A pilot trial of gepirone vs. placebo in the treatment of cocaine dependency
Department of Psychiatry
Adult; Antidepressive Agents; *Cocaine; Double-Blind Method; Female; Humans; Male; Pilot Projects; Placebos; Pyrimidines; Substance-Related Disorders
An interim analysis of 41 evaluable patients compared gepirone to placebo treatment in a randomized, double-blind, 12-week study of cocaine dependence without opiate abuse. The response to gepirone at a mean dose of 16.25 mg/day did not differ from placebo by measures of time in study, positive urine cocaine screens (greater than 6 weeks), Clinical Global Impressions (CGI) Global Improvements Scale, Cocaine Craving Scale (CCS), Quantitative Cocaine Inventory (QCI), Addiction Severity Index (ASI), Global Assessment Scale (GAS), Hamilton Rating Scale for Depression (HAM-D), and Hamilton Anxiety Scale (HAM-A). Both treatment groups showed similar modest, average improvements during the study in all treatment measures. Adverse events were not treatment limiting. The following demographic and study measures suggested favorable trends for study outcomes: older age, divorced status, higher pre-treatment cocaine use, lower CCS scores, and lower self-reports of cocaine use according to QCI.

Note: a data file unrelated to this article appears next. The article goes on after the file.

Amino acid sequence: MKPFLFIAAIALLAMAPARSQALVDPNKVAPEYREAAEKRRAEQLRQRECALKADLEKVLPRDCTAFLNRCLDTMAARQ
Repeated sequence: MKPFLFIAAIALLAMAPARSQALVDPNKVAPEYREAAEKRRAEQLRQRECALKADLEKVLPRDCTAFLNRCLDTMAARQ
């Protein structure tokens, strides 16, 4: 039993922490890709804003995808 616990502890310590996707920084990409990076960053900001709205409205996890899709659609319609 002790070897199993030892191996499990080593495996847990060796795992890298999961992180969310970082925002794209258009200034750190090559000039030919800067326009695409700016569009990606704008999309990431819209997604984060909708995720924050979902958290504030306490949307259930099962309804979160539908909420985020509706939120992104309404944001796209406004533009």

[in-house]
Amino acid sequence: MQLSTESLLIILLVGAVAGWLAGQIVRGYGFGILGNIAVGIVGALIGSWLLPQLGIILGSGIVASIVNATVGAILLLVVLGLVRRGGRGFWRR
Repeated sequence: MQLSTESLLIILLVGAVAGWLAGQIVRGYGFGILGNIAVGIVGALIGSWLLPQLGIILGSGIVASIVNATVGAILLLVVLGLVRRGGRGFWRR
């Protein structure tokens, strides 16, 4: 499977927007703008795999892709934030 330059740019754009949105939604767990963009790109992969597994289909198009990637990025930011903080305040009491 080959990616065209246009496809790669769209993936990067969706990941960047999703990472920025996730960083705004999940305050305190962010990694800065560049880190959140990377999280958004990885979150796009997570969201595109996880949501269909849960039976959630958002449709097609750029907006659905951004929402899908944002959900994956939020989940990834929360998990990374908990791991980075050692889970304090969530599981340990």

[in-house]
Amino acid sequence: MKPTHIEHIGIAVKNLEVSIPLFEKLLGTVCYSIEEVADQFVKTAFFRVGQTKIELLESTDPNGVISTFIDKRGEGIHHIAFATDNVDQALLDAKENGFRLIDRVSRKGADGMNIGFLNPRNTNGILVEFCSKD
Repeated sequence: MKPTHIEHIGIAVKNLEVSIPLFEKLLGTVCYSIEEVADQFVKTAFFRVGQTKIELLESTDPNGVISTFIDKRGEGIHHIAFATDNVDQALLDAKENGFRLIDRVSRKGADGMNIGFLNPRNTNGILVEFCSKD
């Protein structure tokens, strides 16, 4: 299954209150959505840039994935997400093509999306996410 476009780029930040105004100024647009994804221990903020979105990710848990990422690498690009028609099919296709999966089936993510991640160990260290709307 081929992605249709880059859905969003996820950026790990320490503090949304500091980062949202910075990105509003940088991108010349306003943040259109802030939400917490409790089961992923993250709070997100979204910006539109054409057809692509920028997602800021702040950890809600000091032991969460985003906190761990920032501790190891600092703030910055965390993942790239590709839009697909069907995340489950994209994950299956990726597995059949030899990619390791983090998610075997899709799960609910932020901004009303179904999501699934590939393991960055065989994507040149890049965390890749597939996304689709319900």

Psychopharmacol Bull. 1992;28(1):21-6.
Jenkins, Steve W.; Warfield, N. A.; Blaine, Jack D.; Cornish, Jillian; Ling, Wanting; Rosen, Mark I.; Urschel, H III; Wesson, D.; and Ziedonis, Douglas M., "A pilot trial of gepirone vs. placebo in the treatment of cocaine dependency" (1992). Psychiatry Publications and Presentations. 159.